Putting Your Plans Together

In the first two installments of our three-part series on NFPA and NIMS compliance, CS readers learned the importance of understanding the applicable codes and how to start creating their emergency/disaster management plans. This last installment shows you how to compile this information into a fully viable program.

In the last article (See “Creating a Plan: 10 Ways to Tame the Beast”), we appointed a program coordinator and advisory committee (the team) and started gathering all the information necessary to build a viable disaster/emergency management plan. We established a preliminary budget and began the mitigation activities.

Now it is time to address the continuity of operations and recovery elements, assembling a basic plan and emergency operations plan (EOP). We will also determine the compliance of the entire program to the relevant standard and/or directives.

Continuity Plans Determine Essential Post-Incident Functions
Continuity of operations addresses how the organization will continue to function and provide services in the event of a disaster or emergency situation. It involves the determination of essential functions and activities, as well as the appropriate action and implementation of the plan. Emergency personnel, plan activation and notifications, relocation procedures, accountability of personnel, operational capability, and acquisition of resources to continue essential functions and operation are also considered in the development of such programs.

The Federal Preparedness Circular, FPC 65 — Continuity of Operations (COOP), is an excellent tool for the development of these plans. It is very straightforward and a comprehensive how-to guide that can be applied to just about any business, organization or campus. The PDF of the COOP can be obtained at: /www.easc.noaa.gov/Security/webfile/erso.doc.gov/briefings/fpc67.pdf

Recovery Plans Should be Multifaceted
Recovery after a disaster or emergency situation should include both short-term and long-term recovery efforts. These can address the recovery of a network after a system crash all the way to the rebuilding of facilities after a major disaster.

Short-term efforts may include assessment of damage, structural engineering appraisals, temporary facilities, temporary utilities, clean up work and counseling. In other words, they will include what the organization will do to immediately get facilities up and running, even on a limited basis.

Long-term efforts may include the repair/rebuilding of facilities, restoration of infrastructure and re-establishment of resources. Overall, these efforts will include what the organization will do to get the operations back to a predisaster/emergency functioning level.

Developing recovery plans is one of the harder aspects of the system. Because every disaster or emergency situation is different and the resulting damage can vary widely, it pays to develop very comprehensive plans. This is where you will see the value of the all hazards list, vulnerability and risk assessment, and the impact analysis. These will be key documents in developing the recovery plans.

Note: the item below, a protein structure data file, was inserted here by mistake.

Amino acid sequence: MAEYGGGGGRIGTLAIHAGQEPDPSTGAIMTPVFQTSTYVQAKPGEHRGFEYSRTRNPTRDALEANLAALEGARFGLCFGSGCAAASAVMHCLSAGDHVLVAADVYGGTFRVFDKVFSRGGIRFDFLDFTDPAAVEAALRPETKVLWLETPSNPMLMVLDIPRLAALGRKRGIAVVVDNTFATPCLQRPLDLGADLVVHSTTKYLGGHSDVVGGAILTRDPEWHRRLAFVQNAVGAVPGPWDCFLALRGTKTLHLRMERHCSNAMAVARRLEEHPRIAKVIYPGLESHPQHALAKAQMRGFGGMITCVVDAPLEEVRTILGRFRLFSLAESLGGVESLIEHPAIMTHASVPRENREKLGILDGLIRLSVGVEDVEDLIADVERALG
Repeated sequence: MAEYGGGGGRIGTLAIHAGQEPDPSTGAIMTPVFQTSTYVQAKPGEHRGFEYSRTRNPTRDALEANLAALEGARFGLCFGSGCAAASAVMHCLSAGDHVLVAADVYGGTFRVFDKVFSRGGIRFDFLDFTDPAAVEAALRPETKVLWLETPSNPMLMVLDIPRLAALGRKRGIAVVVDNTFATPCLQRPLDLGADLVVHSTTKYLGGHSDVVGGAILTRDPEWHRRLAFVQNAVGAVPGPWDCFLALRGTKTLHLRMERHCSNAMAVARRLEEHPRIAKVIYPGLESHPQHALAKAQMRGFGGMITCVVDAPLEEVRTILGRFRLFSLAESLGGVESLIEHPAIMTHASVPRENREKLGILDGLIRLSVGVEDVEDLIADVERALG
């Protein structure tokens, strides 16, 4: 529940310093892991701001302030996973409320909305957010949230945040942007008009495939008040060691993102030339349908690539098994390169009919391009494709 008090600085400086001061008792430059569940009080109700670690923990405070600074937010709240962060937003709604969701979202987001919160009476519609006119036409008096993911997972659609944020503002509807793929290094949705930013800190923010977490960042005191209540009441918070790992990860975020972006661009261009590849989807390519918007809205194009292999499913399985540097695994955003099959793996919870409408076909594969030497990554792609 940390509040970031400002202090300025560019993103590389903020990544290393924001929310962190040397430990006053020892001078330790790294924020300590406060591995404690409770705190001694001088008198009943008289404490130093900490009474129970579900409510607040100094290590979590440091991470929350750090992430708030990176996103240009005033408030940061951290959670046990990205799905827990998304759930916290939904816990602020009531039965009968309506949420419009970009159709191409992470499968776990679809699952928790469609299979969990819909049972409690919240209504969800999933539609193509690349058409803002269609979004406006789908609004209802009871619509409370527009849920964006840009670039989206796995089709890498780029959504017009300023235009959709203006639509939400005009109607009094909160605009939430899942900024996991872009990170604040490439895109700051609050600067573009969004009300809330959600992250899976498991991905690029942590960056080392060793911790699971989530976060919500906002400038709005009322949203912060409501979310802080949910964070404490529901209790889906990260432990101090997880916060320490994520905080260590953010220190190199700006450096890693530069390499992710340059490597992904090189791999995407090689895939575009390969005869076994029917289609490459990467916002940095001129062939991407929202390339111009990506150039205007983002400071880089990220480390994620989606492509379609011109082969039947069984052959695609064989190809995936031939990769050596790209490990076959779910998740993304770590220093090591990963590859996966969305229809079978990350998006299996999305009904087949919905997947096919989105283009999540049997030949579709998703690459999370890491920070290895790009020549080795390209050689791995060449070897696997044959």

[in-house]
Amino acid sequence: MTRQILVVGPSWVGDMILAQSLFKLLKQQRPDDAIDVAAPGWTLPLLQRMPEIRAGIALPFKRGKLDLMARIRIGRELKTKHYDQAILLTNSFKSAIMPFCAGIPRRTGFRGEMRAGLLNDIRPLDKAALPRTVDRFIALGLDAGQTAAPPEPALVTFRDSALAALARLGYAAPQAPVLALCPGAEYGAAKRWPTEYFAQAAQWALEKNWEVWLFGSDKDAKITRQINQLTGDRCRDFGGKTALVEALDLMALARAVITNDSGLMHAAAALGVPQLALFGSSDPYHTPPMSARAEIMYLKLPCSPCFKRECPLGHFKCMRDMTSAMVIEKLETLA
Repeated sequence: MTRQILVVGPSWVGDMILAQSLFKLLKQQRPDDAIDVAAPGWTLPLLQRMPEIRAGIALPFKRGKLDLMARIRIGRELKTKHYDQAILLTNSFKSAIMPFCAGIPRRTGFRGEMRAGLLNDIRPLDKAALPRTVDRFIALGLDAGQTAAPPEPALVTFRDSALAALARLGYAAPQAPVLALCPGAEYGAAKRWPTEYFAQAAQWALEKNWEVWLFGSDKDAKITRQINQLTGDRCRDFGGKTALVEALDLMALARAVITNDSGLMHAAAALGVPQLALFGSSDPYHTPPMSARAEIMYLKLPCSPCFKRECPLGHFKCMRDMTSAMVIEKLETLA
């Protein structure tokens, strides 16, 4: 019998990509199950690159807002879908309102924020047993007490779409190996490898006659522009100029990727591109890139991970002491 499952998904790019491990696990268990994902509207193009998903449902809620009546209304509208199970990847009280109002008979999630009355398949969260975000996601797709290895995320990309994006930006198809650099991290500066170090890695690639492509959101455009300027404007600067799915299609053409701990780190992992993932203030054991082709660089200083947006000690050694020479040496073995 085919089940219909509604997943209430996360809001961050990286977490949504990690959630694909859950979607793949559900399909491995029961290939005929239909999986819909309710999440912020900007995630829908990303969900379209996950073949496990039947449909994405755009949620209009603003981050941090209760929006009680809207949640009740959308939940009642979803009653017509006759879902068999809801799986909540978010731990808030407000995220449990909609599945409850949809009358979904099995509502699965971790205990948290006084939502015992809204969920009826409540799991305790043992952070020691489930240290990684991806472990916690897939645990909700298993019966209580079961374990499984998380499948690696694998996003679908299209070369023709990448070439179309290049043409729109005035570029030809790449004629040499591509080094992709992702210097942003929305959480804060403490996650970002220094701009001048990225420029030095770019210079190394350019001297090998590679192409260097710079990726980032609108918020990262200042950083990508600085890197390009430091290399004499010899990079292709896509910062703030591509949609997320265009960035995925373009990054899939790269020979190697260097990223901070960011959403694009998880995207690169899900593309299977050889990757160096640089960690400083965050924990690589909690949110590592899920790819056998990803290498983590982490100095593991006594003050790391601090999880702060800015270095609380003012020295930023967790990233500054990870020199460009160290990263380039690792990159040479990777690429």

For each hazard and its associated vulnerability/risks and impacts, it is best to look at it from a best case/worse case scenario. As you go from one hazard to the next, you will find that many short-term and long-term efforts will rollover to many other recovery plans. As a result, most of the work will be accomplished in the early stages of planning and get easier as you go from there.

If Possible, Assign Estimated Costs of Short-, Long-term Efforts
It is also a good idea to assign estimated costs (if they can be determined) to the efforts. In this way, the organization will have a better idea of what will constitute short-term and long-term efforts. It will also give the organization a better idea of where to apply their financial resources. It is also a good idea to determine who your resources will be for accomplishing the tasks.

Let’s look at an example:
You have a campus site, and a severe thunderstorm has swept through the area. The storm has caused some minor damage and downed limbs. Your recovery plans are pretty simple.

Now with the same situation; however, the power is out and will not be restored for several days. Downed trees and limbs block streets and drives. Underground parking areas are flooded. Windows throughout the facilities have been broken.

As you can see, the same situation can require drastically different plans and resources.

As you determine where outside resources will be needed, explore from where those resources will be obtained. Try to determine more than one source to give yourself as many options as possible (two sources for environmental clean up, two sources for transportation, two sources for engineering assessments, etc.). Where possible, arrange to be a priority client for the resource.

During this part of the development, you may also find opportunities to develop mutual aid agreements with other organizations to share resources.

Develop the Emergency Operations Plan (EOP)